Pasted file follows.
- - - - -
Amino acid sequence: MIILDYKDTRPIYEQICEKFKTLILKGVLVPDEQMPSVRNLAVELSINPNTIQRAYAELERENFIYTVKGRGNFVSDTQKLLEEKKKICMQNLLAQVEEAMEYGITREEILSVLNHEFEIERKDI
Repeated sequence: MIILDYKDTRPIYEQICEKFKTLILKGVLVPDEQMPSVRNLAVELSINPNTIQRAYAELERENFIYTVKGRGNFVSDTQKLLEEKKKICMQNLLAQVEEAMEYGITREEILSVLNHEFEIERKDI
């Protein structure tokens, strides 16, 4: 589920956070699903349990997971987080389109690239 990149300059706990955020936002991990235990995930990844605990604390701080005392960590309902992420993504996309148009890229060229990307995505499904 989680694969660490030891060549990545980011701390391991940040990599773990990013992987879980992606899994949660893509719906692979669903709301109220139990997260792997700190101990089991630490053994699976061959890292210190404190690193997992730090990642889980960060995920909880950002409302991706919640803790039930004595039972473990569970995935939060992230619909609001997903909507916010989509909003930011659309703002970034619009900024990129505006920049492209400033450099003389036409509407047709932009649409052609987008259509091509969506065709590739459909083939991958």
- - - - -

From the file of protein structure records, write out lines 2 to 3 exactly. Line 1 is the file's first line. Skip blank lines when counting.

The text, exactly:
Repeated sequence: MIILDYKDTRPIYEQICEKFKTLILKGVLVPDEQMPSVRNLAVELSINPNTIQRAYAELERENFIYTVKGRGNFVSDTQKLLEEKKKICMQNLLAQVEEAMEYGITREEILSVLNHEFEIERKDI
């Protein structure tokens, strides 16, 4: 589920956070699903349990997971987080389109690239 990149300059706990955020936002991990235990995930990844605990604390701080005392960590309902992420993504996309148009890229060229990307995505499904 989680694969660490030891060549990545980011701390391991940040990599773990990013992987879980992606899994949660893509719906692979669903709301109220139990997260792997700190101990089991630490053994699976061959890292210190404190690193997992730090990642889980960060995920909880950002409302991706919640803790039930004595039972473990569970995935939060992230619909609001997903909507916010989509909003930011659309703002970034619009900024990129505006920049492209400033450099003389036409509407047709932009649409052609987008259509091509969506065709590739459909083939991958």